They operated illegally, without passenger serving licenses, though the government turned a blind eye. After the riots, in 1969, the government legalised these means of transport, seeing the value in them. Ever since, explains Arthur, these red minibuses have “serviced a sector of society that favors it as a fast and speedy alternative to double decker buses, cabs and the metro.” The Red Minibuses have always had a fraught relationship with the Hong Kong government, though.
What makes these minibuses so unique?
The features that make these buses so eccentric is what has made them so beloved in Hong Kong. They account for over 1.7 million rides a day in 2019, according to the South China Morning Post and provide an effective and affordable transport option for many commuters and working class people. You simply hail a Red Minibus from the street curb, just like a taxi. Once you enter, you pay a fee to the driver, usually around HK$20 in cash or change. When you want to get off, passengers will call out to the driver, with him raising his hand to indicate he has heard you. Essentially, you can stop almost anywhere along the route.
Prices can change depending on weather conditions (like typhoons) and based on demand -- like late at night when there are no other public transport options. With the Red Minibuses being privately-owned, there is more control in the hands of the driver who either owns or rents the minivan. Sometimes routes are left unfinished if there are only a few passengers left and routes may change to work around traffic.
Today, there are approximately 1,000 of these Red Minibuses in existence. Working round the clock to get as many passengers and trips in as possible, they are fast, flexible and accessible and bring so much character to the city’s streets. They reflect the Hong Kong spirit and fast-paced mode of life, which is just one of the reasons why Arthur cherishes them so much.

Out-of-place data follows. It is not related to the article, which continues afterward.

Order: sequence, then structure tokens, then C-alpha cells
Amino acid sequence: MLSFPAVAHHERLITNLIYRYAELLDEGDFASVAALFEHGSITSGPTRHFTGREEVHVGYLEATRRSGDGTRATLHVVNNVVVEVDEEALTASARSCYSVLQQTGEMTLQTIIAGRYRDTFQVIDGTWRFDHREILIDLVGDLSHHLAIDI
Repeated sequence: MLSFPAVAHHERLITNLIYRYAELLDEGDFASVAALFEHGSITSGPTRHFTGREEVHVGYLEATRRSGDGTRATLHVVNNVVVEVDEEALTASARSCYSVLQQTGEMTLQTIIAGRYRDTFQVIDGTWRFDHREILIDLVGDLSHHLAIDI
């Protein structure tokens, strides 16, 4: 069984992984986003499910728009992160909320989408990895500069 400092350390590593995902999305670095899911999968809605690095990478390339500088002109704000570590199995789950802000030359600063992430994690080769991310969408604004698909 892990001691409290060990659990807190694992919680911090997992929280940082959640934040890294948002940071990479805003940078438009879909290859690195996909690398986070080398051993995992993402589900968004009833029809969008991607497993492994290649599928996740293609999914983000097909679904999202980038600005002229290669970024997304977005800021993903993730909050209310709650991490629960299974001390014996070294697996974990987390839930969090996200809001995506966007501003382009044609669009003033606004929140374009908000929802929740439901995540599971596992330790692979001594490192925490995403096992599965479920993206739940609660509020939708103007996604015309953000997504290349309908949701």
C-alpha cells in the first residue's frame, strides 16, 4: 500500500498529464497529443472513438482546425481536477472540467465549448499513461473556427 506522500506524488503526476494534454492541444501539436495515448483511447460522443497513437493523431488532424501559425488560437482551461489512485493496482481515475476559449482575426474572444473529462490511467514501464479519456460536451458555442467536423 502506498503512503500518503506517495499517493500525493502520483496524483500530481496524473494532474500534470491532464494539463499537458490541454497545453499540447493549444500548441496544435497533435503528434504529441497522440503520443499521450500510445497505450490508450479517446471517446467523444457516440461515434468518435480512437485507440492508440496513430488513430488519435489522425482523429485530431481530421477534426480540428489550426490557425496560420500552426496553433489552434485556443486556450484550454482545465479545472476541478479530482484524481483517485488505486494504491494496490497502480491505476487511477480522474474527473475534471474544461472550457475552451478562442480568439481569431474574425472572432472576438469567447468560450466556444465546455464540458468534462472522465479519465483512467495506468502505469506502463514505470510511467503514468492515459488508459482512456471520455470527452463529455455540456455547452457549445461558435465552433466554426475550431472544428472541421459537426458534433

10 reasons why Red Minibuses are better than your average public transport
1. You can get on wherever the fuck you want
2. You can get off whereever the fuck you want
3. You get to Yuen Long from Mong Kok in 20 minutes
4. Barefoot driving is swaggy af
5. You don't need to wear a seatbelt like a green bus baby
6. Drivers are the real selectors expect classic canto ballets to hardcore rave tracks on repeat - Beyond to MP4, keep your Shazam on...
7. If you know the driver, you can reserve seats
8. Unfortunately, the MTR expansion is killing red minibuses, but since drivers are self-employed & rent their own Vans (as opposed to green buses' franchise business) they choose their own hours (and speed :P) so they can do more rounds and make more $$$... which means, pedal to the floor, we get home quicker ;)
9. Red Minibuses "typhoon rates" during the monsoon season are still cheaper than cabs
10. Bossman driver decides on his own routes, so fuck a bus schedule sonnnnn
To celebrate the Red Minibuses, Yeti Out threw a party on the theme of the Red Minibuses. “We threw a party celebrating the Red Minibus as a traditional mode of transport that's often overlooked by innovation and the fast, developing city that is Hong Kong. This became the core theme of the party, and our friend and graffiti writer XEME did a custom piece painting a toy bus” in addition to t-shirts, keychains and more. The collective also collaborated with the city’s standing minibus sign painter, Mak Kam-san on the artwork for the party.